Sen. Tammy Duckworth, a contender to become former Vice President Joe Biden’s running mate, on Sunday declined to explicitly state whether the presumptive Democratic presidential nominee should select an African-American woman to join him on the party’s 2020 ticket.
“The Biden campaign have their own process that they’re going through, and I’m sure Vice President Biden will pick the right person to be next to him as he digs this country out of the mess that Donald Trump has put us in,” the Illinois Democrat told CNN’s “State of the Union,” describing Black women as a “key to the victory for Democrats.”
“I will do whatever I need to do to support him,” Duckworth said of Biden. “You know, it’s one team, one fight. And if that means I have to go sweep floors at a VA hospital, and that's the best thing I can do to help him win, then that's what I will do.”
Pressed further by host Dana Bash on whether Biden needs to choose a Black woman as his vice presidential nominee, Duckworth again did not offer a definitive response, instead arguing that he “needs to make his own mind and will make his own mind.”
“I don’t think it’s on any of us to dictate to him. He knows best who he needs as a vice president, who can help him connect with the American people, who can help him overcome the crises that we’re operating under right now,” Duckworth said, adding: “There's a lot of problems that Donald Trump is leaving and Joe Biden’s going to have to clean up, and he’ll pick the right person to help him to do that.”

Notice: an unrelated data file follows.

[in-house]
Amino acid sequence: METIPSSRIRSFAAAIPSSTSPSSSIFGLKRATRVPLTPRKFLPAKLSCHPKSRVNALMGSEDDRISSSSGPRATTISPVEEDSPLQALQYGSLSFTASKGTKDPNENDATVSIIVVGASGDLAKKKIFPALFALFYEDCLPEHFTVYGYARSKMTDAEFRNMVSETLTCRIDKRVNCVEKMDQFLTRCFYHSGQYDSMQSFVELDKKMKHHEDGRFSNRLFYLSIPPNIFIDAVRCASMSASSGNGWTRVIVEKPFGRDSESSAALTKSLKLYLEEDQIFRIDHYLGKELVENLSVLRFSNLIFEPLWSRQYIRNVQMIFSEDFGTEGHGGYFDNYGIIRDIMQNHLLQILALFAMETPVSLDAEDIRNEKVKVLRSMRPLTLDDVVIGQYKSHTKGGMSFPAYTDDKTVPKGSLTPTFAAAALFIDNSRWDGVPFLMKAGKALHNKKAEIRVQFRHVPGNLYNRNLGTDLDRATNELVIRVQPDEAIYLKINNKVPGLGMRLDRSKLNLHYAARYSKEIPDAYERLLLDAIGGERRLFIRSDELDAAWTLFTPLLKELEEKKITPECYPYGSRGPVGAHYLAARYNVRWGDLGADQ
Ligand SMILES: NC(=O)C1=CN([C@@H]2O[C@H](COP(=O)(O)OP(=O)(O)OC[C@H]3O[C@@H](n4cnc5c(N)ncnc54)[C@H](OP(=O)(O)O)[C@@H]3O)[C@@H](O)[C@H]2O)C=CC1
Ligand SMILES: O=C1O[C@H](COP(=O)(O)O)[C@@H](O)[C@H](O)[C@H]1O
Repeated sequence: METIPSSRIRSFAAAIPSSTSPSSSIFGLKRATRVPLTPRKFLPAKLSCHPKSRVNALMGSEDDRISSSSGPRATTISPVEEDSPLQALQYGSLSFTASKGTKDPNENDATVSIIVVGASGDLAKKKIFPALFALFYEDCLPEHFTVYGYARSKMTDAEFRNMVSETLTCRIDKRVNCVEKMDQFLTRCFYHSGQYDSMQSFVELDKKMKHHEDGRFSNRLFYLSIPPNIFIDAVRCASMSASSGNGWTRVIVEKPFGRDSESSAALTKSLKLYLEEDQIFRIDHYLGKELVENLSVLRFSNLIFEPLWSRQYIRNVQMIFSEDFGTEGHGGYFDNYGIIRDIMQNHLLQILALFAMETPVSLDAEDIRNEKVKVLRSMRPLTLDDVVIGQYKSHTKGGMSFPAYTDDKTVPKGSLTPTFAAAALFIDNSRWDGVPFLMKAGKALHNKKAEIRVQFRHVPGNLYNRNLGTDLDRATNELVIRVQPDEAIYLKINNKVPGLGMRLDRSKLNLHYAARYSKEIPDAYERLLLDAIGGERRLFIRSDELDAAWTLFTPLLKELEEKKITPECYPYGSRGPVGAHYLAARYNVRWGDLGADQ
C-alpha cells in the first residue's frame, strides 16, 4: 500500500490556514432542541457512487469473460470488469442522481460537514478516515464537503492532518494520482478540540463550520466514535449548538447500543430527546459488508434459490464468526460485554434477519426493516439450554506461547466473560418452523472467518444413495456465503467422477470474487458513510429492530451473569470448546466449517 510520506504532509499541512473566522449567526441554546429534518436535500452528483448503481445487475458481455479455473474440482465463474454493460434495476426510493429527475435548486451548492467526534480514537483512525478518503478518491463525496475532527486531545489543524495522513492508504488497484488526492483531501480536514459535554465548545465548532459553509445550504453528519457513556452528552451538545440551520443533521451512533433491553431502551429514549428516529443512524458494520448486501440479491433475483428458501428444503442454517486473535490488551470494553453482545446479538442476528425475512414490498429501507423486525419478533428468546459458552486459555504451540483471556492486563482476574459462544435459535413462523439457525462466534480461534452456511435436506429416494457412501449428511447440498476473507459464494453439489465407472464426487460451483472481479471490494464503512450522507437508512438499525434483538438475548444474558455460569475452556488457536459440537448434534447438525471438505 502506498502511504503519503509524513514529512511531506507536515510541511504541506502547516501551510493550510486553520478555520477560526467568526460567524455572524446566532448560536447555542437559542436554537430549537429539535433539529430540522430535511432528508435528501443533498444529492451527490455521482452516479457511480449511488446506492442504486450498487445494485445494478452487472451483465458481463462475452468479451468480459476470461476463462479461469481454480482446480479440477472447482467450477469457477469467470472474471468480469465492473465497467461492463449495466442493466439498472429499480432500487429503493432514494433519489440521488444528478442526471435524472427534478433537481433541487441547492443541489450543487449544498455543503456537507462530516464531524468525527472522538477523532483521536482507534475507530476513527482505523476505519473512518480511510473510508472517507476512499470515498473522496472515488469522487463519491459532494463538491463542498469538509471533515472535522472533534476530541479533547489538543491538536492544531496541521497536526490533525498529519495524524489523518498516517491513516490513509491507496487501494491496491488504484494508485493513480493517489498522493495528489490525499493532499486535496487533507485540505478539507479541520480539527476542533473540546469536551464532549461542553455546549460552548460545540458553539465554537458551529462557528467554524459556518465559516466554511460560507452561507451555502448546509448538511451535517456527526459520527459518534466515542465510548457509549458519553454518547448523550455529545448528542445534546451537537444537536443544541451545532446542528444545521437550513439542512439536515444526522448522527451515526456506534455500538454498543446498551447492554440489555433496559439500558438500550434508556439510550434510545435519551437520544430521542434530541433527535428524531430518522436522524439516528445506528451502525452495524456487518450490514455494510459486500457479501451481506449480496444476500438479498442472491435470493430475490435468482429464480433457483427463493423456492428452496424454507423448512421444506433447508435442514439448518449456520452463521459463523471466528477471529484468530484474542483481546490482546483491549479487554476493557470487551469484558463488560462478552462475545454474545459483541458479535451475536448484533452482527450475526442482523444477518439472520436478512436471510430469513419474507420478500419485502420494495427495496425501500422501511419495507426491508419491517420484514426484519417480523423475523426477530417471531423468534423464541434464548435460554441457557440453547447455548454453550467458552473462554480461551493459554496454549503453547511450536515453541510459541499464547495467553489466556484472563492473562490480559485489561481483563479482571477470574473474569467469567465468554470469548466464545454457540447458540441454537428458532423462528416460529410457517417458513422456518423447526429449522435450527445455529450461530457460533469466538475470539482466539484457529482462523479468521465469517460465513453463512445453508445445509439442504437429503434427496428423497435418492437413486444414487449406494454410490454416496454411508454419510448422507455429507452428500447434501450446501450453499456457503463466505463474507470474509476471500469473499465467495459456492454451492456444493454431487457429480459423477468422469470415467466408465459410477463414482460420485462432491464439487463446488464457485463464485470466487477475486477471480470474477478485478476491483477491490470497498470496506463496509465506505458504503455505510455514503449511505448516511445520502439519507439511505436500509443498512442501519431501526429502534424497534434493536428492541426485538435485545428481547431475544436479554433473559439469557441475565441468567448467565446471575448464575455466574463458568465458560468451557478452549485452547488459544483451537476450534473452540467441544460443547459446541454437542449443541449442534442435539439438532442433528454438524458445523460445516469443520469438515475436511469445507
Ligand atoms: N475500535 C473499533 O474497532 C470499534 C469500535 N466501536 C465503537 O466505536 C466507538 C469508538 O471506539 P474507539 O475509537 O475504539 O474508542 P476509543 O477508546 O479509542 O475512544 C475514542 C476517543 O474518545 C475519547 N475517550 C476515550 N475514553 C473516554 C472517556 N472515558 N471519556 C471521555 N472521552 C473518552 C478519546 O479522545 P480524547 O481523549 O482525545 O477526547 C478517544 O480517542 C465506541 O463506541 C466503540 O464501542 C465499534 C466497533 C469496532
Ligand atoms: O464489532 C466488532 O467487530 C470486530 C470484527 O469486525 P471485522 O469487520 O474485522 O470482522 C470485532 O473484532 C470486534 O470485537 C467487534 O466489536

Biden previously revealed during a primary debate in March that he would select a female running mate, and nationwide protests against racial injustice and police brutality have heightened pressure on his campaign to pick a woman of color for the position.
Duckworth, a Thai American woman and an Iraq War combat veteran who had both of her legs amputated after her helicopter was hit with a grenade in 2004, has seen her veepstakes stock rise in recent weeks, and has reportedly been asked to submit documents to the Biden campaign for vetting.
Other women speculated to be among the campaign’s top candidates for the vice presidential slot include California Sen. Kamala Harris, Massachusetts Sen. Elizabeth Warren, former White House national security adviser Susan Rice, Florida Rep. Val Demings, Atlanta Mayor Keisha Lance Bottoms and a handful of others.
Minnesota Sen. Amy Klobuchar, a former Democratic primary rival of Biden’s who was perceived to be in contention, withdrew her name from consideration last month, asserting that the campaign should select a woman of color.
Biden said last week he will make his final decision in “early August” ahead of the Democratic National Convention, which is set to take place in Milwaukee from Aug. 17-20.